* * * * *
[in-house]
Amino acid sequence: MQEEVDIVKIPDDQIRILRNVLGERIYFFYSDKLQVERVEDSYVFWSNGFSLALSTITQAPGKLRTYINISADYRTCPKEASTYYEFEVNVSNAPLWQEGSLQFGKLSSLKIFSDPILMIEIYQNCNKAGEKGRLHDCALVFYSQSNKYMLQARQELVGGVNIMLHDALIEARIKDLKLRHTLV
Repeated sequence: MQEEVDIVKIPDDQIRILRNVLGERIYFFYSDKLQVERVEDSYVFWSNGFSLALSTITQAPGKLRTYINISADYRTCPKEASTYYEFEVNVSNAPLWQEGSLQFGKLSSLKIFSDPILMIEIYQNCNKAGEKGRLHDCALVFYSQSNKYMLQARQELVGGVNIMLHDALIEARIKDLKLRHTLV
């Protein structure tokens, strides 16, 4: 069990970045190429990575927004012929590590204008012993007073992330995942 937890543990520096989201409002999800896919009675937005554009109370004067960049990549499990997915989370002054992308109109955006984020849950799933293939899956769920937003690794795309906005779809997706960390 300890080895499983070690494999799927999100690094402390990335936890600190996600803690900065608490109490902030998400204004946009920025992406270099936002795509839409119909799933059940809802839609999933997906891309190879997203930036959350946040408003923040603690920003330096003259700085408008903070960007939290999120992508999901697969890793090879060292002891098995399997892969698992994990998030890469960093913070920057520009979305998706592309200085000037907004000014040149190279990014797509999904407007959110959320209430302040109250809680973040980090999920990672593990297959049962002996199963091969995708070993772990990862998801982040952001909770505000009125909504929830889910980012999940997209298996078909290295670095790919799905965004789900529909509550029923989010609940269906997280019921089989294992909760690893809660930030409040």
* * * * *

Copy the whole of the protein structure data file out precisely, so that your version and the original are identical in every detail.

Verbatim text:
[in-house]
Amino acid sequence: MQEEVDIVKIPDDQIRILRNVLGERIYFFYSDKLQVERVEDSYVFWSNGFSLALSTITQAPGKLRTYINISADYRTCPKEASTYYEFEVNVSNAPLWQEGSLQFGKLSSLKIFSDPILMIEIYQNCNKAGEKGRLHDCALVFYSQSNKYMLQARQELVGGVNIMLHDALIEARIKDLKLRHTLV
Repeated sequence: MQEEVDIVKIPDDQIRILRNVLGERIYFFYSDKLQVERVEDSYVFWSNGFSLALSTITQAPGKLRTYINISADYRTCPKEASTYYEFEVNVSNAPLWQEGSLQFGKLSSLKIFSDPILMIEIYQNCNKAGEKGRLHDCALVFYSQSNKYMLQARQELVGGVNIMLHDALIEARIKDLKLRHTLV
């Protein structure tokens, strides 16, 4: 069990970045190429990575927004012929590590204008012993007073992330995942 937890543990520096989201409002999800896919009675937005554009109370004067960049990549499990997915989370002054992308109109955006984020849950799933293939899956769920937003690794795309906005779809997706960390 300890080895499983070690494999799927999100690094402390990335936890600190996600803690900065608490109490902030998400204004946009920025992406270099936002795509839409119909799933059940809802839609999933997906891309190879997203930036959350946040408003923040603690920003330096003259700085408008903070960007939290999120992508999901697969890793090879060292002891098995399997892969698992994990998030890469960093913070920057520009979305998706592309200085000037907004000014040149190279990014797509999904407007959110959320209430302040109250809680973040980090999920990672593990297959049962002996199963091969995708070993772990990862998801982040952001909770505000009125909504929830889910980012999940997209298996078909290295670095790919799905965004789900529909509550029923989010609940269906997280019921089989294992909760690893809660930030409040």